The neighborhood that I had been warned in my guidebook as being the most touristy turned out to be the one I enjoyed visiting the most. La Boca is one of the 48 barrios or neighborhoods in the Argentine capital of Buenos Aires and is undoubtedly one of its most colorful. Its name La Boca means mouth in Spanish and is attributed to the fact that the barrio sits at the mouth of the Riacheulo River.
When we asked for bus directions to La Boca from the staff at the hostel where we were staying, we were advised to ten cuidado (be careful) with our belongings as pickpockets were rampant there. From what I had read La Boca was a mix of tourists (at least on the neighborhood’s main stretches) and nitty gritty (usually what tourists would prefer not to see).
As the bus progressed, the look and feel of neighborhoods we were driving through changed considerably. We went from relative upscale to a tough urban feel, the latter complete with copious amounts of graffiti. (Buenos Aires as a whole had a ton of graffiti, usually political messages and not graffiti art.) It wasn’t too surprising that the area had become grittier since, after all, we were traveling into what at one time was the principal port of Buenos Aires (today it is Puerto Madero). Excluding today’s fashionable concept of urban renewal, port cities no matter the city, country or continent, have always had a reputation as being home to questionable characters and seedy establishments; La Boca was no exception.
While I had enjoyed the time I’d already spent in Buenos Aires-seeing the famed Casa Rosada where first lady Eva Peron spoke to her mass followers, my slightly overpriced dulce de leche ice cream at Cafe Tortoni, my failed attempts at dancing the tango, my enjoyment at seeing a professional tango performance-La Boca finally fulfilled my envisions of a touristy Buenos Aires.
One of the most famous areas of La Boca is El Caminito, which in Spanish means “little path.” Today El Caminito is home to a street museum thanks to the efforts of one man, artist Benito Quinquela Martin, who lived nearby. In the 1900s a train ran through El Caminito but once the rail line shuttered in 1954, the area became a landfill and a most hideous sight for residents who lived nearby. Martin prepared the walls facing the abandoned street, painting them in a variety of colors. So what had once been a landfill turned into one of the most popular tourist sights in Buenos Aires. El Caminito is synonymous with Argentine sights. Although Argentina is drastically different from its Spanish speaking neighbors in the north, El Caminito greatly reminded me of houses in Mexico and Nicaragua that were painted in bright, eye catching colors.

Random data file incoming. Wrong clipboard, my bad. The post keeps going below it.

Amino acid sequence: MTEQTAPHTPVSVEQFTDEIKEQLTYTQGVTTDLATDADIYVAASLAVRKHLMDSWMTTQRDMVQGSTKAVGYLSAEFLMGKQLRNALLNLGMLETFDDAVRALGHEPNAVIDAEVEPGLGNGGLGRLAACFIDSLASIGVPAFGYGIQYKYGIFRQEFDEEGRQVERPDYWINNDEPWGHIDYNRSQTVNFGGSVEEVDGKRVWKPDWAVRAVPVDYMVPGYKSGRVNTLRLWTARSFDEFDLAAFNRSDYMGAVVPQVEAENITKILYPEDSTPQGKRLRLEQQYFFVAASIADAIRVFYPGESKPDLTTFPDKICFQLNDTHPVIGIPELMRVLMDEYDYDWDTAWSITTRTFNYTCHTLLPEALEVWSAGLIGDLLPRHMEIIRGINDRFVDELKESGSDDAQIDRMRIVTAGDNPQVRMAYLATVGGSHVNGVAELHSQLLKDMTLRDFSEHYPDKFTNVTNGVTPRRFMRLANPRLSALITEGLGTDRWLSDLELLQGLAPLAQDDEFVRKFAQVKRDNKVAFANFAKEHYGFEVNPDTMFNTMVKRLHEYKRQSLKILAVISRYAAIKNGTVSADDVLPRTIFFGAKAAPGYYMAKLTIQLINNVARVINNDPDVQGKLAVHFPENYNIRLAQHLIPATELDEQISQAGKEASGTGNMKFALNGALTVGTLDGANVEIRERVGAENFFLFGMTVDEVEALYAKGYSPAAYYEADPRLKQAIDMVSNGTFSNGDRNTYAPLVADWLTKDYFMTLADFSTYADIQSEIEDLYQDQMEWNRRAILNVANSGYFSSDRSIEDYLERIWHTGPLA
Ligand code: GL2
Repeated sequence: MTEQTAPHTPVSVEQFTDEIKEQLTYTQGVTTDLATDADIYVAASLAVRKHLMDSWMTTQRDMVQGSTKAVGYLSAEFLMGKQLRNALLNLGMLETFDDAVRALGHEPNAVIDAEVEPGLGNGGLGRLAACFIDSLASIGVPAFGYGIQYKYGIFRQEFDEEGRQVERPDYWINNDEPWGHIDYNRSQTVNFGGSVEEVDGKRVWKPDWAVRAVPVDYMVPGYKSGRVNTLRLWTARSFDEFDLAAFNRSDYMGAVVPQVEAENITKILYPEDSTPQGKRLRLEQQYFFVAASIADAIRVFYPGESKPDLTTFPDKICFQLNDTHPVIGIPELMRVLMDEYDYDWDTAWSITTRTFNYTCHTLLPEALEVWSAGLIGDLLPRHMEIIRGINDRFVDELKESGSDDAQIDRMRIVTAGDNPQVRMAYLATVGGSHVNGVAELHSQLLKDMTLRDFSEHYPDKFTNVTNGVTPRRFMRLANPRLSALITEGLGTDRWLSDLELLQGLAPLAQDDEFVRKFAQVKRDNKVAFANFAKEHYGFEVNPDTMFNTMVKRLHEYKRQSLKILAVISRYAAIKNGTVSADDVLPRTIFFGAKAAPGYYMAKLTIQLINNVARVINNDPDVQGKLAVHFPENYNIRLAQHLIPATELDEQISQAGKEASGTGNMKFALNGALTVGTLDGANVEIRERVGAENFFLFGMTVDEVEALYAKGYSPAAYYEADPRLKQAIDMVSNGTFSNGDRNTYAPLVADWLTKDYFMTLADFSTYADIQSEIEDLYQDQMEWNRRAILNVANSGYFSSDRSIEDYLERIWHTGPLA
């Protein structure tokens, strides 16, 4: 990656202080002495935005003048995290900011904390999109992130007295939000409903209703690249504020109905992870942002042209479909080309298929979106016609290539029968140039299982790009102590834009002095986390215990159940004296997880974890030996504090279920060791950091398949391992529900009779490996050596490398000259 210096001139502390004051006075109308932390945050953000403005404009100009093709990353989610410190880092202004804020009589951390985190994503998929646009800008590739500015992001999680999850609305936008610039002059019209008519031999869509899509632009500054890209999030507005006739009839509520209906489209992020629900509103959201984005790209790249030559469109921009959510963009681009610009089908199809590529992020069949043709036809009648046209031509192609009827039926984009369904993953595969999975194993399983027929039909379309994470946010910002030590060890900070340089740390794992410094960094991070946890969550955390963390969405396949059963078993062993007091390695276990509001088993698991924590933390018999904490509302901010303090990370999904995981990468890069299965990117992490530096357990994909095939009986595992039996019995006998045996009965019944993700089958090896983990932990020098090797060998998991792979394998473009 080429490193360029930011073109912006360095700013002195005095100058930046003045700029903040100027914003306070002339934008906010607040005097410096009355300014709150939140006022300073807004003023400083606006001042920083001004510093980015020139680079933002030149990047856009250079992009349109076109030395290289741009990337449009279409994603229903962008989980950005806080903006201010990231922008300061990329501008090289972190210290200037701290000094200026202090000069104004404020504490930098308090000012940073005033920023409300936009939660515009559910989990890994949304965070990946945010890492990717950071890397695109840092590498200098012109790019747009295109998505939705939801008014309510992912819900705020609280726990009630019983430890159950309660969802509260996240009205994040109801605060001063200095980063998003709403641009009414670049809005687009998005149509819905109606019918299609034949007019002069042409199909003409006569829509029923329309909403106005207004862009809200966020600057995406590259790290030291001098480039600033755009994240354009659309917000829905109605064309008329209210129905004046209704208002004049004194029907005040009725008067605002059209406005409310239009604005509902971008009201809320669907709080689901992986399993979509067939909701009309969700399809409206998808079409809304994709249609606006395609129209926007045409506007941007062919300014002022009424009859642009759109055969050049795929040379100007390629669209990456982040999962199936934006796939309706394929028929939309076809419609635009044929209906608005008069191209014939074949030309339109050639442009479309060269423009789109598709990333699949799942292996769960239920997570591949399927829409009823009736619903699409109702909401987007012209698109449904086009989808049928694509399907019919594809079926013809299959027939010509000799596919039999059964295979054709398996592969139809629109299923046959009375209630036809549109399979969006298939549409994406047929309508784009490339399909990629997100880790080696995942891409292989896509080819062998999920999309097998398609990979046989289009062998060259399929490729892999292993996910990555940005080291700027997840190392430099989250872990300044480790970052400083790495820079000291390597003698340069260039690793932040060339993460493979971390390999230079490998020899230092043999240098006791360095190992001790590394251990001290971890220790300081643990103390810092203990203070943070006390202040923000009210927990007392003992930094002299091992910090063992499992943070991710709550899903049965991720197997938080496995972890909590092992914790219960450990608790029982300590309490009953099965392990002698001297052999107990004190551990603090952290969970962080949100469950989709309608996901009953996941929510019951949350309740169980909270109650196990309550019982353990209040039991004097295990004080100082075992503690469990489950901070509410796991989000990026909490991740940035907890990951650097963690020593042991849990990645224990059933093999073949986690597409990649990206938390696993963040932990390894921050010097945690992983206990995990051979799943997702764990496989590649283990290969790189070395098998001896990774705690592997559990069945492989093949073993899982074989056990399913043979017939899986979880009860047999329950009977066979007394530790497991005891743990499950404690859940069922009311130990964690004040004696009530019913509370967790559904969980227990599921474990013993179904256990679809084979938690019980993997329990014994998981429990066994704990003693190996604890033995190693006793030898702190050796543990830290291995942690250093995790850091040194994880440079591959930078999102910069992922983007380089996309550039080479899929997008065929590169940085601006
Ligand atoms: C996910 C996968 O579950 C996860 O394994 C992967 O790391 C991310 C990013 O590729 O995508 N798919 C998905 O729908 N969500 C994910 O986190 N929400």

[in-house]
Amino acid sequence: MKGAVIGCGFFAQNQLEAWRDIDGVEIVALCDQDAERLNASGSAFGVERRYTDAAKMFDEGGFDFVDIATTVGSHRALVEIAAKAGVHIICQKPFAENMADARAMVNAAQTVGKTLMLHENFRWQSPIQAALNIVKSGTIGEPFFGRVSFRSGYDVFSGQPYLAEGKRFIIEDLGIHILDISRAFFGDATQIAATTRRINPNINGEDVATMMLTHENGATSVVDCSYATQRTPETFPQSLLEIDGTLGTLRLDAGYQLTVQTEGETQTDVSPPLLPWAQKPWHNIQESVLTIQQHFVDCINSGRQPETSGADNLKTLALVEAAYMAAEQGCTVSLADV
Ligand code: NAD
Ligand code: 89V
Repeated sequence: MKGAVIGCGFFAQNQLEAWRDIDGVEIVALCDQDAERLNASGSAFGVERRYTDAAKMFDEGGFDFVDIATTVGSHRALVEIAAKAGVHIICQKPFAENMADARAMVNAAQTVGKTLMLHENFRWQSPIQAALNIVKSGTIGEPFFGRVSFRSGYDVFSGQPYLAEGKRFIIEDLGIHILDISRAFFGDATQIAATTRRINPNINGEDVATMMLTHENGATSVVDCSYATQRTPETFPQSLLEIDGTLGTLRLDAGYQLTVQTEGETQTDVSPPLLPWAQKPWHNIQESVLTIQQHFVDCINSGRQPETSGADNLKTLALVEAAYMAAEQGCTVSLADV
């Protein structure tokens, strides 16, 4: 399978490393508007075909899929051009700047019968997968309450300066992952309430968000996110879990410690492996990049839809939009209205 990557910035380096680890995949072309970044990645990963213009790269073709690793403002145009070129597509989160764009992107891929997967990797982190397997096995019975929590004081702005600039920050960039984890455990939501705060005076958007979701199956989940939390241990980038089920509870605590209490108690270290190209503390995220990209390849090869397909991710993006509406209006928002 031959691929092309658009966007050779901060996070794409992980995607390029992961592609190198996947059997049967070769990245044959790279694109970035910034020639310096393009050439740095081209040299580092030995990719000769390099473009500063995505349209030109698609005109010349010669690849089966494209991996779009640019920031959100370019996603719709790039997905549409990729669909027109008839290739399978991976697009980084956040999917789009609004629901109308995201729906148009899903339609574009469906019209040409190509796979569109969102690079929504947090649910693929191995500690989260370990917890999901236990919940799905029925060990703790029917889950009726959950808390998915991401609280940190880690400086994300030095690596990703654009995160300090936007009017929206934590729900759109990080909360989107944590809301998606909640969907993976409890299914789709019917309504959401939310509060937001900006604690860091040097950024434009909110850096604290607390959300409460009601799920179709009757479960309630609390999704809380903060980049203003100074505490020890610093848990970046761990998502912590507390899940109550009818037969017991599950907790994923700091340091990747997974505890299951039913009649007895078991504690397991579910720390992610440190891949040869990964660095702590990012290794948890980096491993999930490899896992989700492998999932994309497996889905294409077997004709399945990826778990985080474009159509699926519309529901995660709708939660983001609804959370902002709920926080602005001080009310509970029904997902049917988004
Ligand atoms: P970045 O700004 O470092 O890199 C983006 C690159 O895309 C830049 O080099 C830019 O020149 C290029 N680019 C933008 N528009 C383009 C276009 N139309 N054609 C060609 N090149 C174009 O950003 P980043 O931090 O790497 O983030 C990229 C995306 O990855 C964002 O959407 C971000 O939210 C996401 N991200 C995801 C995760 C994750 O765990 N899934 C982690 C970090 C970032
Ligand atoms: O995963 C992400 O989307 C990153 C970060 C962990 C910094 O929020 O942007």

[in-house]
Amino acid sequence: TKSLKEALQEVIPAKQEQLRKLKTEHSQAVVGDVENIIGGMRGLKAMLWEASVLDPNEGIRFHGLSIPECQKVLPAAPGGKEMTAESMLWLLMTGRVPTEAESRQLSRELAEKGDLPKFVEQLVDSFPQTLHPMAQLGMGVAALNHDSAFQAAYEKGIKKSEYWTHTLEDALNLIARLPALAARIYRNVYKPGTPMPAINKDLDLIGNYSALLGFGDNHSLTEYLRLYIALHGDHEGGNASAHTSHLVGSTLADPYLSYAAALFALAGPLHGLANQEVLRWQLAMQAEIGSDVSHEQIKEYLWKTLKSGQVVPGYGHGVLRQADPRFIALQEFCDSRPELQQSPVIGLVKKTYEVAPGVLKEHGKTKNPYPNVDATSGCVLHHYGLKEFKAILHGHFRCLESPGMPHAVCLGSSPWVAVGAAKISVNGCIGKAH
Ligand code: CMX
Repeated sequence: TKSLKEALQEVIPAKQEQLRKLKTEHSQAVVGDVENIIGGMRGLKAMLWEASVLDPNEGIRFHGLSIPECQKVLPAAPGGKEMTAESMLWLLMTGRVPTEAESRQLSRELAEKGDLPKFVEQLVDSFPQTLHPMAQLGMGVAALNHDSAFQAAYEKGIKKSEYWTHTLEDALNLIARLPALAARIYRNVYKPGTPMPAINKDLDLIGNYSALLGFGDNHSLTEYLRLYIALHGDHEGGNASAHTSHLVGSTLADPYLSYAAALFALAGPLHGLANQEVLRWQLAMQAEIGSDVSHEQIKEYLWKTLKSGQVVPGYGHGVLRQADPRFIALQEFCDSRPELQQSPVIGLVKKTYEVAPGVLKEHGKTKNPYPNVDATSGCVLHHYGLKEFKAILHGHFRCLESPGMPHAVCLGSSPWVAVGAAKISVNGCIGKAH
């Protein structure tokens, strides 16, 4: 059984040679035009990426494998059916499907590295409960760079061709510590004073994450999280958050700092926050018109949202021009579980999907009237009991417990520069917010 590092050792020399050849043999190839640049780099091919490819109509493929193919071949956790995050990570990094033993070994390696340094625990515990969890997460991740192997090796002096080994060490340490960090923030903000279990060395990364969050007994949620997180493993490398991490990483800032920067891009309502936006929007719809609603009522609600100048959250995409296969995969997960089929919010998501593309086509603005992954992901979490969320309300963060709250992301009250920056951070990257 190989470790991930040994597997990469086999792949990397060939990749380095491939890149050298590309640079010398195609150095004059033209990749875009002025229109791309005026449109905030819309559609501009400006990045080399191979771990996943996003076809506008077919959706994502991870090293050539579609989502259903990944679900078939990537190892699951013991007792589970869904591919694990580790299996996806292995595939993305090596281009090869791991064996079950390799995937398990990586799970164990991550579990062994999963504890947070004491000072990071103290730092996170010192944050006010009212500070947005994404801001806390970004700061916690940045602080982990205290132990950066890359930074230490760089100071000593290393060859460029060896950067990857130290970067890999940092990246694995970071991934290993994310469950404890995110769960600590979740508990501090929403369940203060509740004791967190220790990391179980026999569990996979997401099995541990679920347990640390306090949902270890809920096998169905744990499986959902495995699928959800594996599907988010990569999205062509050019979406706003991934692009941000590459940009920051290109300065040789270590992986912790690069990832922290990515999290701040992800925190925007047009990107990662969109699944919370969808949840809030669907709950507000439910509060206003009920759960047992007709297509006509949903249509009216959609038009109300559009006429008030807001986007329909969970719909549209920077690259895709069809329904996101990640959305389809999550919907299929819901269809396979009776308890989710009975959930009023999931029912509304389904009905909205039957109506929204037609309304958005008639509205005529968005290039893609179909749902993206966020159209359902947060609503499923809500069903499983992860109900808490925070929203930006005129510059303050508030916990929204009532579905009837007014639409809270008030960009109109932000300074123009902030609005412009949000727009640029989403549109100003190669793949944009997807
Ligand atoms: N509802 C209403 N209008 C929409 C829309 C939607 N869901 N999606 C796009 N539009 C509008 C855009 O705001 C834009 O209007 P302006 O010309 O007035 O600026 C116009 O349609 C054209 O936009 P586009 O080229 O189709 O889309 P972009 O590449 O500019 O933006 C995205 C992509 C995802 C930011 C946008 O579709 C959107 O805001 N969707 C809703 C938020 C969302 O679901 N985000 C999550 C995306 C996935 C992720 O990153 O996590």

La Boca is said to be where tango originated. At one time the tango was a most scandalous dance due to its risque moves and styles. It was not danced by the upper echelon, but was popularized and embraced by lower classes, the working people. Although many street corners in Buenos Aires feature tango dancers, in La Boca you are in the corazon (the heart) of the tango dance. In La Boca I watched the tangueros performing and was just amazed by the fluidity of their movements, the gracefulness of their feet. It is a dance the Argentine people are born with and die with, one that is danced by all, from young to old.
To serious travelers it may sound cursi or cheesy, but La Boca had down to earth souvenirs which I was frankly thrilled about. They weren’t the fine leather jackets I saw in the upscale shopping malls or the hand crafted bombillas (what the traditional South American drink mate is drunk from) that were in the native crafts market by the cabildo. Rather I found a miniature size painting of tango dancers against the backdrop of the famous obelisk, and a stuffed cow that had the Argentine flag on it. (While I thought it was odd to see a cow for a stuffed animal I was in Argentina where after all, the cow is Dios or God, at least from a culinary standpoint.)
The world famous La Bombonera, home to the Boca Juniors, the most esteemed football club in Argentina and also where the country’s most famous sportsman, Diego Maradona, played during his glory days, is located in La Boca. The stadium seats 49,000 spectactors and as I have a semi-mild aversion to massive crowds, especially fanatical sports fans (I’ve found in my travels and living experiences abroad that football fans are some of the worst for their level of intensity), I did not purchase tickets to attend a game of the Boca Juniors. Our hostel actually bought tickets so that you could go as a group with one of the hostel employees since the games are utter madness, more so in the stands than perhaps on the field.
La Boca was fun, interesting, and supplied me with some terrific photos. It was everything that the ritzy and upscale neighborhoods like San Telmo and Recoleta were not. It’s not a place I would need to visit repeatedly like some neighborhoods and areas abroad are (Seville’s Santa Cruz or Paris’ Ile de la Cite), but for a first time visitor, it’s simply a lot of fun.